Last week Tom Webb tweeted this post about R<sup2. In it the Cosma Shalizi argues that it’s wrong to say that “R2 is the proportion of variance explained by the model”. I say not so fast.
Cosmo’s point is that you can use a variable – say Date – in a regression to predict a response – say number of deaths in Chicago. But it doesn’t mean that the variable is causal:
It seems absurd, however, to say that the date explains how many people died in Chicago on a given day, or even the variation from day to day. The closest I can come up with to an example of someone making such a claim would be an astrologer, and even one of them would work in some patter about the planets and their influences.
But if it’s so absurd, why are you using date in the first place? Isn’t it absurd to try to explain death rates with something that a priori you think can’t possibly explain death rates?
Well, yes and no. It depends on how we interpret the regression model. The purpose of a regression is to explain a variable, Y, with one or more explanatory variables, X, i.e. to find a relationship Y = f(X) + ε. X explains Y in the sense that if we know X, we can calculate f( X), and this plus some random noise (the ε) is Y is. Note that there is an asymmetry here: X is used to explain Y, but not the other way round (if there were a symmetry we would be talking about X and >Y being correlated). From this it’s a small step to say that some of the variation in Y is explained by X, i.e. according to the model if we change X, we’ll see a corresponding change in Y. Interpreted like this, it makes perfect sense to say that date predicts deaths in Chicago.
But models are there to be interpreted. The (strict) interpretation of a regression model is that it says that the explanatory variables are causal, i.e. if we manipulate the date, the number of deaths will change. Under this interpretation, it’s clearly absurd that sneaking into Chicago one night and changing the calendars to Wednesday rather than Sunday is absurd. But if we accept this interpretation, then once again it is absurd to fit Date as a variable in the analysis.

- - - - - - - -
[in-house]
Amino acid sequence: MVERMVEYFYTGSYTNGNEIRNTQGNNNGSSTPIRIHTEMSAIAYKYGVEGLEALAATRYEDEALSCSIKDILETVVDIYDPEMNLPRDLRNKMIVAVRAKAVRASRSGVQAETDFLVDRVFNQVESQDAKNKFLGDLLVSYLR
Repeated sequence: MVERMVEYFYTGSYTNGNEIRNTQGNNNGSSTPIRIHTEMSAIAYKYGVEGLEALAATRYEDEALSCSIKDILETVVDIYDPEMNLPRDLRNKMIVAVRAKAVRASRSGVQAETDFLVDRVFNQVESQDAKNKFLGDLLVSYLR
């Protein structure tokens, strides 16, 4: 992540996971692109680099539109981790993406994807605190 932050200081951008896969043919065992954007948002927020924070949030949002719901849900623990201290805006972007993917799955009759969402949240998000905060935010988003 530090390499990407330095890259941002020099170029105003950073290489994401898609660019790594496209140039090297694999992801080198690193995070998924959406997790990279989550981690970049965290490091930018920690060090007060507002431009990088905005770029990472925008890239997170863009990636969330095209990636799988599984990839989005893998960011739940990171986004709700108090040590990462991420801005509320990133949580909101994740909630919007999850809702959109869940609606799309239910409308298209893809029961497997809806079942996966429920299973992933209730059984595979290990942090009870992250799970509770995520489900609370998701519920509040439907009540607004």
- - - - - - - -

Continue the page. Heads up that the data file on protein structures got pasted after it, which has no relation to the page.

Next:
So why do we do this? Because in practice we use a slightly weaker interpretation of a regression model. Although the variable we put into the model may not itself be causal, we assume it it strongly correlated with one that it. The choice of variable to use is often a matter of greater convenience, e.g. in bird studies tarsus length is often used to measure body size, and date is related to car activity (the roads are busier during the week, when people are driving to and from work). It is assumed that what is measured is strongly enough correlated to what is causal that we can treat them as the same in the analysis: the interpretation can then shift to discussing what is the actual causal factor.
Under this weaker interpretation, I think it’s fine to say that Date explains variation in mortality: we know it’s not causal, but then nothing in our analyses are. As long as we don’t use a strict interpretation of the model, there’s no problem. And if we are using the strict interpretation, we shouldn’t be fitting that model anyway. If there is a problem, it’s in understanding how strictly a model should be interpreted. I think reducing this to linguistics by banning certain phrases isn’t going to help: most people will remember the ban, but not necessarily what it’s for.
Bottom line: we all know know what “X explains 55% of the variance in Y” means, and in practice it’s not mis-interpreted. So why make a fuss?